The Government has announced that the Defamation Act 2013 will come into force on 1 January 2014. The Act will reform the law of defamation. The key changes are as follows:

– The introduction of a requirement that a statement must have caused, or be likely to cause, serious harm to the claimant’s reputation for it to be defamatory.

– The introduction of new statutory defences of truth, honest opinion and publication on a matter of public interest. The statutory defences will replace the common law defences of justification, fair comment and the Reynolds (responsible journalism) defence.

– The introduction of a new defence for operators of websites. The provisions are aimed at providing protection to websites hosting user-generated content.

– The introduction of new provisions to protect scientists and academics from defamation claims where statements are published in peer-reviewed journals.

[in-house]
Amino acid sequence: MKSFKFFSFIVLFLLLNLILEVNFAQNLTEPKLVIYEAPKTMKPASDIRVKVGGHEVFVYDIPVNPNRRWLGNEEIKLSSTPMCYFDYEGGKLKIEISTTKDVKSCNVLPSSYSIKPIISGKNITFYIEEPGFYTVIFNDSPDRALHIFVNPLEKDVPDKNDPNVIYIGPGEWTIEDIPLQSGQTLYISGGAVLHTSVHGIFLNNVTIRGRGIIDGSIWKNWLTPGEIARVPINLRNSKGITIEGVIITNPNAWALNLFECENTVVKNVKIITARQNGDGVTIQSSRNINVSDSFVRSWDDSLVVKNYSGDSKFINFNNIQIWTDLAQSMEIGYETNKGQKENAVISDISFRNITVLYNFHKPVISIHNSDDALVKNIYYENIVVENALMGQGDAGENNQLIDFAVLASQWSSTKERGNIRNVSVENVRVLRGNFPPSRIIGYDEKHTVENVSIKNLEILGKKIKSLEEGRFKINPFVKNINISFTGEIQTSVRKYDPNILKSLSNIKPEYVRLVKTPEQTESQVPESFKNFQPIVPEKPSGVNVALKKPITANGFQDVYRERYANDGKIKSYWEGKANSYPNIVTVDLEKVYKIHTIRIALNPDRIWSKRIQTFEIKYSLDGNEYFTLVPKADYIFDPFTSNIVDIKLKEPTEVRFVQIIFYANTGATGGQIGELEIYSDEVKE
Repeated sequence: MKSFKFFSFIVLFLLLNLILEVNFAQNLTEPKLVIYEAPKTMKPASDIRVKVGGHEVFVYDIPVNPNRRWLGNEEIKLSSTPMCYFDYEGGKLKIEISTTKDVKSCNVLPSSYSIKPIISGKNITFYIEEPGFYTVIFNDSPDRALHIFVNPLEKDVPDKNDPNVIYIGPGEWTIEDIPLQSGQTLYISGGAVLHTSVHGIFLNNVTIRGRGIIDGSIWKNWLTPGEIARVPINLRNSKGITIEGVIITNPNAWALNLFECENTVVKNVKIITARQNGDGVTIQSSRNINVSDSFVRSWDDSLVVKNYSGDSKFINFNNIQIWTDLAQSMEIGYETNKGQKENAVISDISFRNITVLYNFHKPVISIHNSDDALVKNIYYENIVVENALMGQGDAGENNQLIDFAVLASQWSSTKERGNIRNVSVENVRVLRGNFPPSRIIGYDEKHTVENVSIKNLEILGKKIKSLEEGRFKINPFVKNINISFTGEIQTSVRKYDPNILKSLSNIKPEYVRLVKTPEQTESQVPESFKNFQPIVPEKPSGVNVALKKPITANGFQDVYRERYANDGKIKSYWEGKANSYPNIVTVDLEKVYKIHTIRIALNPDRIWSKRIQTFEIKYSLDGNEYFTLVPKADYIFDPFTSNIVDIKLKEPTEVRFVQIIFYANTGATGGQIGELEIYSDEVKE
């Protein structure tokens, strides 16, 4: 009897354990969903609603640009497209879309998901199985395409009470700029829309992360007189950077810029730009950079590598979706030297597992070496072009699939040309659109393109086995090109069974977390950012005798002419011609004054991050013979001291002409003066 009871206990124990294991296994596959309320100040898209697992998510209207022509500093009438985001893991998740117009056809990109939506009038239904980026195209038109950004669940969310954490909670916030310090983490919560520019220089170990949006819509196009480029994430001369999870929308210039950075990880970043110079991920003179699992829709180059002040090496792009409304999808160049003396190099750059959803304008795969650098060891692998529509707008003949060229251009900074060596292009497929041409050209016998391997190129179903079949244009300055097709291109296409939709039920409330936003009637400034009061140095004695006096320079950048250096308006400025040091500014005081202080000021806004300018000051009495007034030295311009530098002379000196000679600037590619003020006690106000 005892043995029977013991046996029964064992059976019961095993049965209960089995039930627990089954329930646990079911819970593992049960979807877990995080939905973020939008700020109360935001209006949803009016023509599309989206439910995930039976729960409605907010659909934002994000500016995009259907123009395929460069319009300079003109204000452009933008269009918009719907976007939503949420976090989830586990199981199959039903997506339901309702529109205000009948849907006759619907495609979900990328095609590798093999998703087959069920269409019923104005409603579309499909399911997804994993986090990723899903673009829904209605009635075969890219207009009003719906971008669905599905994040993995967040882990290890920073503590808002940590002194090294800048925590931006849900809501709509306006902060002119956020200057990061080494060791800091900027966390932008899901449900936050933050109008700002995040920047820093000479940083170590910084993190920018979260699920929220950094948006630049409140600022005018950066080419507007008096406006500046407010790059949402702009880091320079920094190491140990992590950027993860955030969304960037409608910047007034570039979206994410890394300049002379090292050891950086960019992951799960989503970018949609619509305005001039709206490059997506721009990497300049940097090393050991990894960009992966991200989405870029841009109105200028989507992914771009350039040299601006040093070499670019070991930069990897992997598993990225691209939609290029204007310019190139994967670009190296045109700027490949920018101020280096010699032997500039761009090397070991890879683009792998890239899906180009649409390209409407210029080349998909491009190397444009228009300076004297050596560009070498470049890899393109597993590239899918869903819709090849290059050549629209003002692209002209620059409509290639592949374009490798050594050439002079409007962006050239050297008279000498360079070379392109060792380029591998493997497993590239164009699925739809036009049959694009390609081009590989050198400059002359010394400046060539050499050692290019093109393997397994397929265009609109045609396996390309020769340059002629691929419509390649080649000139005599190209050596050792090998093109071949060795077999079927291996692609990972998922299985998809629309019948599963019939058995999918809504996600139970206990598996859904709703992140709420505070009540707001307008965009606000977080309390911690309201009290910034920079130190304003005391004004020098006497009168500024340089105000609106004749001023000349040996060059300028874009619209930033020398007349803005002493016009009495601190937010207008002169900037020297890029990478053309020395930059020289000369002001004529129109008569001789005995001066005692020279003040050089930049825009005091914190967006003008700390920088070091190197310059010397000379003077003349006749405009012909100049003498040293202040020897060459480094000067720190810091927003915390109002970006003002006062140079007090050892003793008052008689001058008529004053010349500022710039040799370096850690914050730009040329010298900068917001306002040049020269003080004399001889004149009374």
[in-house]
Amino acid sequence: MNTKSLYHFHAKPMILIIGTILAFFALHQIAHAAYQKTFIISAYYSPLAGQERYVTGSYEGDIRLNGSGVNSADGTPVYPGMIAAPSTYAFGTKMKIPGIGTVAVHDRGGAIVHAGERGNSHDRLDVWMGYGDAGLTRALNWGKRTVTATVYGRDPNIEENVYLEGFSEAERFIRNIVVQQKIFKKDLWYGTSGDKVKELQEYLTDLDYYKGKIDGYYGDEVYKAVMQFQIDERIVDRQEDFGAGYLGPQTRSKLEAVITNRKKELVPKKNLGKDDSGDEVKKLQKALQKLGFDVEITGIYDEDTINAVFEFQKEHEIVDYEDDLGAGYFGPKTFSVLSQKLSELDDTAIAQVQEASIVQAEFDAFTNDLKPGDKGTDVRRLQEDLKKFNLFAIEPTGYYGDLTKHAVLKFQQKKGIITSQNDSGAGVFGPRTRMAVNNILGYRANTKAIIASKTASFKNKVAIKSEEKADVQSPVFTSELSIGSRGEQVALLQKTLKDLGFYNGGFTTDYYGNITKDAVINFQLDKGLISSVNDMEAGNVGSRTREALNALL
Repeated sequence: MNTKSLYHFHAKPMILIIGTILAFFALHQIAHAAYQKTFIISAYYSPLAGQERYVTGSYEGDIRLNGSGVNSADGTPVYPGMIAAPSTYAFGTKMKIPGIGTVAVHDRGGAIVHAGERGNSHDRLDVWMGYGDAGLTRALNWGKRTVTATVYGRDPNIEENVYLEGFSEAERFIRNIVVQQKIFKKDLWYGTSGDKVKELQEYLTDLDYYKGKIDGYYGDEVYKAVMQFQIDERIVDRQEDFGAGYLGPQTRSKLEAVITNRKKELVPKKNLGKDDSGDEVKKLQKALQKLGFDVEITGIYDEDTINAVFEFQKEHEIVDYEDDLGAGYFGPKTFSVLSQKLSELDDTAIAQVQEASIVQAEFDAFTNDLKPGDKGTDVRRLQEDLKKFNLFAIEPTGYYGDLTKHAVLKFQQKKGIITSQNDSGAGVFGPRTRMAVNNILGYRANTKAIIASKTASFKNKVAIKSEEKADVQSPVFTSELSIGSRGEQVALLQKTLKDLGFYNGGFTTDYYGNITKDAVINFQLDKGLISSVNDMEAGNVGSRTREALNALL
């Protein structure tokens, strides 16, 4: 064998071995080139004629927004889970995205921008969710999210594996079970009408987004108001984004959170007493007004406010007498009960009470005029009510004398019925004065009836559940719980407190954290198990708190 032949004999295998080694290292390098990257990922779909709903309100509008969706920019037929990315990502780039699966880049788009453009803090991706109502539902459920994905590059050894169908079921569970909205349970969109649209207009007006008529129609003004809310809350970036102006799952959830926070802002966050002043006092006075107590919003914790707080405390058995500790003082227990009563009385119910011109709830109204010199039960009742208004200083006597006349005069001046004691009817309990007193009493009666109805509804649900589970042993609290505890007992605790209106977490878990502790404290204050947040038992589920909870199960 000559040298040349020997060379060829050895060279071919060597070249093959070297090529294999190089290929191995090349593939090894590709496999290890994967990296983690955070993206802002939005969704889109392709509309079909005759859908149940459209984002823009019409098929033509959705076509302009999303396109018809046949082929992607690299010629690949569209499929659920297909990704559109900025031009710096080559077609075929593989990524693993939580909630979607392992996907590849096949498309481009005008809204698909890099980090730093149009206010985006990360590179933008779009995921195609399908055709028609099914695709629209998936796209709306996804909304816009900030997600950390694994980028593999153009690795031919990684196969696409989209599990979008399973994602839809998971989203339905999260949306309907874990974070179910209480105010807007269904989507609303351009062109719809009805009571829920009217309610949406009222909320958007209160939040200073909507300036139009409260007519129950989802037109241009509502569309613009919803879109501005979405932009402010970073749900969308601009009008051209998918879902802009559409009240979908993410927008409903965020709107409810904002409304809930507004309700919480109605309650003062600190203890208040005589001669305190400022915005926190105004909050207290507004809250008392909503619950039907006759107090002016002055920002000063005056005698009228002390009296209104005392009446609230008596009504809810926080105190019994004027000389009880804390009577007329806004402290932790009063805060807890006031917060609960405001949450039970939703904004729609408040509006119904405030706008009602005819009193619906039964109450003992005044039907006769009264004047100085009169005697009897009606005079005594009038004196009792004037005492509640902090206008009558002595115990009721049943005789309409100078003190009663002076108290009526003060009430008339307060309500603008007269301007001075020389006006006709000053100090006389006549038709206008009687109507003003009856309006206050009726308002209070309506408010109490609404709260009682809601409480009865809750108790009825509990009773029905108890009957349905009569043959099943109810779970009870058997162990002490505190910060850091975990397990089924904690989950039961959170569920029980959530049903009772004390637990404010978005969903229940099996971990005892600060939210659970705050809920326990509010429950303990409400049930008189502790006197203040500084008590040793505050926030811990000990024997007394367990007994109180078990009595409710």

– The introduction of a more stringent test for when a claim can be brought by a party with little connection to England and Wales, to address the issue of libel tourism.

The law of defamation has been widely criticised in recent years for providing inadequate protection for those who have been genuinely defamed. It has also been criticised for having a chilling effect on freedom of expression and legitimate debate. The Defamation Act 2013 provides clearer protection for individuals, scientists and academics, website operators and the press. It also provides greater protection for parties who suffer serious harm to their reputation as a result of defamatory statements. If you would like more information on the Defamation Act 2013 and its implications please contact Rachel Brown, Solicitor, in Druces LLP’sCommercial Litigation team.

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